UCL News


UCL joins with top Chinese university to train world leaders of the future

10 November 2017

A UCL academic with an illustrious Chinese ancestry has forged new links with China's top university by designing a course that will help teach future potential leaders from the West about China's history and culture.

Yenching Scholars

Dr Vivienne Lo, daughter of Kenneth Lo, the famed cookery writer and restaurateur who introduced Chinese cuisine to Britain in the 1950s, and the great granddaughter of a former Chinese ambassador to the UK, is to fly to Peking University (PKU) next month to finalise plans for the course.

Designed for top graduates from all universities around the world, it will be based at PKU's Yenching Academy. The Yenching programme is seen as the Chinese equivalent of Oxford's Rhodes Scholarship, which has taught eight state leaders including Bill Clinton and Australian PM's Bob Hawke and Tony Abbott.

"It's about training tomorrow's leaders in the historical and contemporary cultures of China," said Dr Lo, a senior lecturer at UCL who is a visiting professor at PKU, senior lecturer in UCL History and convenor of the UCL China Centre for Health and Humanity. "They provide bursaries for the best applicants worldwide with guaranteed places for key universities such as Oxford and UC Berkeley."

Lo, whose father graduated in English from the former Yenching University (now PKU), started out his career as a Chinese diplomat in Liverpool went on to write more than 40 cookery books selling more than 1m worldwide, said it was vital to build links with China, warning that the UK risked losing economic and cultural benefits If it adopted a cold war mentality.

"In order to understand global futures, you have to understand the history of China as interconnected with the rest of the world, and not as an isolated empire or nation. The whole dynamic of the globe is changing. China has emerging solutions to global problems and it's really important that we keep apace of them," said Dr Lo, whose many publications focus on the history of food and medicine, especially on the Silk Roads.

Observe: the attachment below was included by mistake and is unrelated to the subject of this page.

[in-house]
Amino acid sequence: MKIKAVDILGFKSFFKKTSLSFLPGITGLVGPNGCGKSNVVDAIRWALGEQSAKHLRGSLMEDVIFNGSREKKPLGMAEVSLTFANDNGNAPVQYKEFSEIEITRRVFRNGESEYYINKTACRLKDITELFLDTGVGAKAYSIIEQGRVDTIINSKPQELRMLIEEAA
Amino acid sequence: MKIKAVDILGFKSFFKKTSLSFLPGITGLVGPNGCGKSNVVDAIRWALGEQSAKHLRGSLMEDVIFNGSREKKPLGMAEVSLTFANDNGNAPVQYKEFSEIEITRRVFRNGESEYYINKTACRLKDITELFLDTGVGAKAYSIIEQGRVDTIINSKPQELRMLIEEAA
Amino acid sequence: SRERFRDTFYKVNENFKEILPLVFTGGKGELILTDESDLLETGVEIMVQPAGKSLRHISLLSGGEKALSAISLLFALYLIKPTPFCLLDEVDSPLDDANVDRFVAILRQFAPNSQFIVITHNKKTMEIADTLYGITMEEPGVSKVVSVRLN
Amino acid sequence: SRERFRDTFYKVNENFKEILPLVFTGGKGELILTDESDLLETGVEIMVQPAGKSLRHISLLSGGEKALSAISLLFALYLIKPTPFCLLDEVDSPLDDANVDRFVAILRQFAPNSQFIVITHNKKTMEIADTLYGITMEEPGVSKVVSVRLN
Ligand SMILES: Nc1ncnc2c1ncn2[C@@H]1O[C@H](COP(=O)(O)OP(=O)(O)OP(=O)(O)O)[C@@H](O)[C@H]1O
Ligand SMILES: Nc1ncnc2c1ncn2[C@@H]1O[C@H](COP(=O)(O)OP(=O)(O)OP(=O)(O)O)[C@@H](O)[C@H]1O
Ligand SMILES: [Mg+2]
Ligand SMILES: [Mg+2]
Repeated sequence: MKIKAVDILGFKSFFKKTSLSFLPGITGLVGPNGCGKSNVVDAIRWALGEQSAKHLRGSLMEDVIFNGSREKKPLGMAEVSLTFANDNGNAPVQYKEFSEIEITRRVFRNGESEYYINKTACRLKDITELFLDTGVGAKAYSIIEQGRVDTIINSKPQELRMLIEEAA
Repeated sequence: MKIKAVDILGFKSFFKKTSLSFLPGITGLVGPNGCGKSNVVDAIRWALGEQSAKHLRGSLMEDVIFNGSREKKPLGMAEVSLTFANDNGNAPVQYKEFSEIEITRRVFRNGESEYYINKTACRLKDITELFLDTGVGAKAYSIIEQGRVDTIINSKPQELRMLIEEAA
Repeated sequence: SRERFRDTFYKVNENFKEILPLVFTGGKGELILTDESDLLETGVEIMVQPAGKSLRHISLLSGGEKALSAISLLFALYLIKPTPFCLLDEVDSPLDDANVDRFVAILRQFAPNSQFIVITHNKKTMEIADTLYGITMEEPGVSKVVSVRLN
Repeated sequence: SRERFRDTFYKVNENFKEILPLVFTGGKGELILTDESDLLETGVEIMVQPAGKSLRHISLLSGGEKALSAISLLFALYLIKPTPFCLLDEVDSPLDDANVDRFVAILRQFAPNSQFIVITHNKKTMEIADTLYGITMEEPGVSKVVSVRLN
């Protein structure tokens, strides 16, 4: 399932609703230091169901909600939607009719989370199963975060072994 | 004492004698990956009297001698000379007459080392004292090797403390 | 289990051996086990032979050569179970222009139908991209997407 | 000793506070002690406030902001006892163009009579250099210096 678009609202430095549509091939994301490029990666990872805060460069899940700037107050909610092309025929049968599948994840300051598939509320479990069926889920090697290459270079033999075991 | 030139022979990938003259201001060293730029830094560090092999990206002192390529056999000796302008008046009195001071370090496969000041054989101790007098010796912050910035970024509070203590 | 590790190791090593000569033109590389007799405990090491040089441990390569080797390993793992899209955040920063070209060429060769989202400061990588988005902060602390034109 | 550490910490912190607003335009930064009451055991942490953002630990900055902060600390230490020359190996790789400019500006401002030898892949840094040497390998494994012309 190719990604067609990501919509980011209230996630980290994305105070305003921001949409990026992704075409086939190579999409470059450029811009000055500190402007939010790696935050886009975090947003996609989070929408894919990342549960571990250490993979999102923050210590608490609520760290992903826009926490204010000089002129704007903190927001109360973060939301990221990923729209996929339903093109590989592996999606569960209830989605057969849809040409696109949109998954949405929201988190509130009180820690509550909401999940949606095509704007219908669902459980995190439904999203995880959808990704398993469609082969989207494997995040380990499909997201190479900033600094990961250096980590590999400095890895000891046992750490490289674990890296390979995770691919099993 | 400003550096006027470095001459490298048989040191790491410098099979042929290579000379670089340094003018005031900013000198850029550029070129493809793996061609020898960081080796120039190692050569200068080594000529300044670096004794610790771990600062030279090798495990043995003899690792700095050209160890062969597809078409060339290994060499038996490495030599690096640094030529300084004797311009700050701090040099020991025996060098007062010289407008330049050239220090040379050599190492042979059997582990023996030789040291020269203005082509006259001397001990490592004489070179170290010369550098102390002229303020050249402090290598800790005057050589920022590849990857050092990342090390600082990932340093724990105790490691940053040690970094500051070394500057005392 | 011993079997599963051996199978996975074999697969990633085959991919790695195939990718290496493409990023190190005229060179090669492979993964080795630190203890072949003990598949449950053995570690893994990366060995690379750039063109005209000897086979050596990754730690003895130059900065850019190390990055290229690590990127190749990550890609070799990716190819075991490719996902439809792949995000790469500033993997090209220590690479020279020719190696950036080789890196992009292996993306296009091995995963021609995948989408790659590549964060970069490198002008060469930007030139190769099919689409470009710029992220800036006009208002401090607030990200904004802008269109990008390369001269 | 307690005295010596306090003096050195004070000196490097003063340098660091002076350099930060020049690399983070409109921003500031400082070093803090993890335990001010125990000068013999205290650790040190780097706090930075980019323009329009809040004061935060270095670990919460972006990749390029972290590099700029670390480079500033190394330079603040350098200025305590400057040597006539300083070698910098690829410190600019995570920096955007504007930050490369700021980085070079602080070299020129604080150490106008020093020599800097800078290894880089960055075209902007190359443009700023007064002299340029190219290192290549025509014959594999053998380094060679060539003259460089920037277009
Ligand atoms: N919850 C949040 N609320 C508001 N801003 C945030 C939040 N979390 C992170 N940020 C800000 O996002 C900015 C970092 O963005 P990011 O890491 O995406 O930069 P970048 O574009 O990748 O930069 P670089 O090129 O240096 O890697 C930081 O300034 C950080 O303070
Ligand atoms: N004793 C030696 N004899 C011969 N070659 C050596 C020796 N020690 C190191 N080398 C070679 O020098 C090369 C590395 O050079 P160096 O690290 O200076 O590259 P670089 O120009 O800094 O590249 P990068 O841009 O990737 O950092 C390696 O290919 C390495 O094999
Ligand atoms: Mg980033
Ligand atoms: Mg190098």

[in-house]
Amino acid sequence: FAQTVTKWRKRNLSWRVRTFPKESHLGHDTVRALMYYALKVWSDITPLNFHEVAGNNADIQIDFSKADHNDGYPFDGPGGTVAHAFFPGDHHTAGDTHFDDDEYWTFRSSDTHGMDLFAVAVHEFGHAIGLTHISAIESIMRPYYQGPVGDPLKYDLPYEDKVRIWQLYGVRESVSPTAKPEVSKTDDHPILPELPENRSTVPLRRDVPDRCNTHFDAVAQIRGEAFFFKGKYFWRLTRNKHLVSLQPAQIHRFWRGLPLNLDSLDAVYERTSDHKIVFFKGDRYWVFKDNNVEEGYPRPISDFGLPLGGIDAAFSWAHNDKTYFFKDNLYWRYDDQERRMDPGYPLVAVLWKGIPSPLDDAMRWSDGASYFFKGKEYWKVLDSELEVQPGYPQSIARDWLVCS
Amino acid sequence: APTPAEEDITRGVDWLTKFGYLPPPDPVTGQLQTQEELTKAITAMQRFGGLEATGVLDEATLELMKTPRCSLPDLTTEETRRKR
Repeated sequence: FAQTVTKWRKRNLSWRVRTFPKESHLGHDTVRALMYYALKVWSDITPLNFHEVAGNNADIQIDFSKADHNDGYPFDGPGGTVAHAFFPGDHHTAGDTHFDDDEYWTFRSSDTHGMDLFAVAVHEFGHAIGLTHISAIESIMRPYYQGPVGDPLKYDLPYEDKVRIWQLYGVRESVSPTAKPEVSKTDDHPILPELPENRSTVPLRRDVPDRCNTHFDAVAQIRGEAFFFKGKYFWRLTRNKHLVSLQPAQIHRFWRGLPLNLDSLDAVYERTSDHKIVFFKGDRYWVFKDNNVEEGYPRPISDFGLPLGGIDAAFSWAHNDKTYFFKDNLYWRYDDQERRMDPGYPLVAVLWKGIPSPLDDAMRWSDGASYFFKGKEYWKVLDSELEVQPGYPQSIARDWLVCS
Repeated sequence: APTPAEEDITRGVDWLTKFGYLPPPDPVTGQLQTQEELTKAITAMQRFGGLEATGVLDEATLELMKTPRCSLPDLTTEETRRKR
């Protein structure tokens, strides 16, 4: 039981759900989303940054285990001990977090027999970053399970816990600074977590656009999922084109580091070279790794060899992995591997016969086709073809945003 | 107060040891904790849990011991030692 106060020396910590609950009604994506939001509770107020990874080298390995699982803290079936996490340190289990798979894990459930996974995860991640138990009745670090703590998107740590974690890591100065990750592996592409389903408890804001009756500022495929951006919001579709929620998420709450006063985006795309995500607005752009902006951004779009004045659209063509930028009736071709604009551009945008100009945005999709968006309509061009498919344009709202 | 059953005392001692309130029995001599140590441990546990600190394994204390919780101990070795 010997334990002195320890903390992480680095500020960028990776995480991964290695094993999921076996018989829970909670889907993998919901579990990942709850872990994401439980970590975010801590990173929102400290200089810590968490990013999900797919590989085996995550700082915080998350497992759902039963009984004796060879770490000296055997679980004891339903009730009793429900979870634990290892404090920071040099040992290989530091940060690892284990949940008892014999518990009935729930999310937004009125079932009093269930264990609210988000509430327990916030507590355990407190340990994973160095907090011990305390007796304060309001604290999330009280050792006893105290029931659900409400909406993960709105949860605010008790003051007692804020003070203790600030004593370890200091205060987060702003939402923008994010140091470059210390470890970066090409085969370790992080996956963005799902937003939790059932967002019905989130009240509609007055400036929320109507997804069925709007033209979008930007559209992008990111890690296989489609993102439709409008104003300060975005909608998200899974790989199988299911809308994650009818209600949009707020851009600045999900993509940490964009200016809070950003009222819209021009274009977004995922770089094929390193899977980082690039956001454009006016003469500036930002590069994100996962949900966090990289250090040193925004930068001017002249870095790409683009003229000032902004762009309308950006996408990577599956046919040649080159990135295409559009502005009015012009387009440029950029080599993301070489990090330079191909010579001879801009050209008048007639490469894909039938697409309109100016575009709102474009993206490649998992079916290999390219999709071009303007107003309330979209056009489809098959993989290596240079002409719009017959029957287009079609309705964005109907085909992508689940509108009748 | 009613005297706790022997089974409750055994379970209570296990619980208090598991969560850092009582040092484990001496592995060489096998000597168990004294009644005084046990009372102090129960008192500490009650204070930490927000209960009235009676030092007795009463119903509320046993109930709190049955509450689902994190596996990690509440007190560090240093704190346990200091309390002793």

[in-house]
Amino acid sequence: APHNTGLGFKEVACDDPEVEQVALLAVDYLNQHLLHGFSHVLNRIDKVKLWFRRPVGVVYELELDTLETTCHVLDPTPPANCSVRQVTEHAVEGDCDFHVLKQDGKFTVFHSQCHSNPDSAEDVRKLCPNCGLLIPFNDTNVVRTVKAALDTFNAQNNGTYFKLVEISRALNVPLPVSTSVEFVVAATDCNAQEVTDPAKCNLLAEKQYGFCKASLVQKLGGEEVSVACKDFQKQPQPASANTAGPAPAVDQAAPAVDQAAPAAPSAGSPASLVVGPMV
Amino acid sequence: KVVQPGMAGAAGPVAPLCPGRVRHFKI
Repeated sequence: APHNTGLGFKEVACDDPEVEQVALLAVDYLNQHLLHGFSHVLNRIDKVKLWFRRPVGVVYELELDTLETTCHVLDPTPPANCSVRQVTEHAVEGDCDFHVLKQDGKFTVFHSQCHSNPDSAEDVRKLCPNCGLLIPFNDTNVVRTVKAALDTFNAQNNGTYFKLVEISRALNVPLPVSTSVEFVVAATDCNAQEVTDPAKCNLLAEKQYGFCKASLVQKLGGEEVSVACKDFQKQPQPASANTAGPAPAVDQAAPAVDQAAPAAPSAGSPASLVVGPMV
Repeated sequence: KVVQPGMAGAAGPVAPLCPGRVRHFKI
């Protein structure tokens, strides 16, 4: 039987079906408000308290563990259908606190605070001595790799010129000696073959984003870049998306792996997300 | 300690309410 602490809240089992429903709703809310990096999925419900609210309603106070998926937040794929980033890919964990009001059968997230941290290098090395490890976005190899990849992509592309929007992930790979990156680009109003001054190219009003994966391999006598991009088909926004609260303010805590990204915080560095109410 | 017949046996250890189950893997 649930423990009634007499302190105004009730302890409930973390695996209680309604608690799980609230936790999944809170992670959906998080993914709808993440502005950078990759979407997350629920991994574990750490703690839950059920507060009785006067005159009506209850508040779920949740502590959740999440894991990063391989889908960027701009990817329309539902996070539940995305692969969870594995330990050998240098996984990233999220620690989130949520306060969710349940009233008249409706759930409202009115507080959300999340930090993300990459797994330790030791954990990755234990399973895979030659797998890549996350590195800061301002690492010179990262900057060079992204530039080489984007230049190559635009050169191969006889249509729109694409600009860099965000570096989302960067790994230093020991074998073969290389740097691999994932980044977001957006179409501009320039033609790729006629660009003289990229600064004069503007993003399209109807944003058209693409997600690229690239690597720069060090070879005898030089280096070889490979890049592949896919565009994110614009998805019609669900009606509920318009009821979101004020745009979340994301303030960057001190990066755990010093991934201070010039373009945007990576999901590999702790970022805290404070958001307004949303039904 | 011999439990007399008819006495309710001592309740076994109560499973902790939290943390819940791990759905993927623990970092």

The course, for about 160 students of which about a third are Chinese, aims to bring together "outstanding international" students from abroad and China to "shape a new generation of global citizens with a nuanced understanding of China and its role in the world."

The course designed by Dr Lo will enable students to learn about medical ethics, philosophy and history in China, ecocities, and global health issues in a country that is home to 1.38bn people, using film, arts, literature and social media to gain insights into these issues.

"It's an interdisciplinary approach to health that combines history, anthropology, architecture and the social sciences together with literature art and film," said Dr Lo.

"There are questions such as whether China has really produced a health miracle? All the evidence suggests that there has been a huge improvement in health over the last thirty years. Even in the last decade child mortality statistics for the under-fives outstripped the Millennium Development Goals, and people are living significantly longer. And it's not only the increase in wealth, and better education, there are improvements even among minority groups. it's the way they can do things quickly because they have targeted health policies and life-saving interventions imposed top-down. But still there are still major regional disparities, so we have much to learn from each other."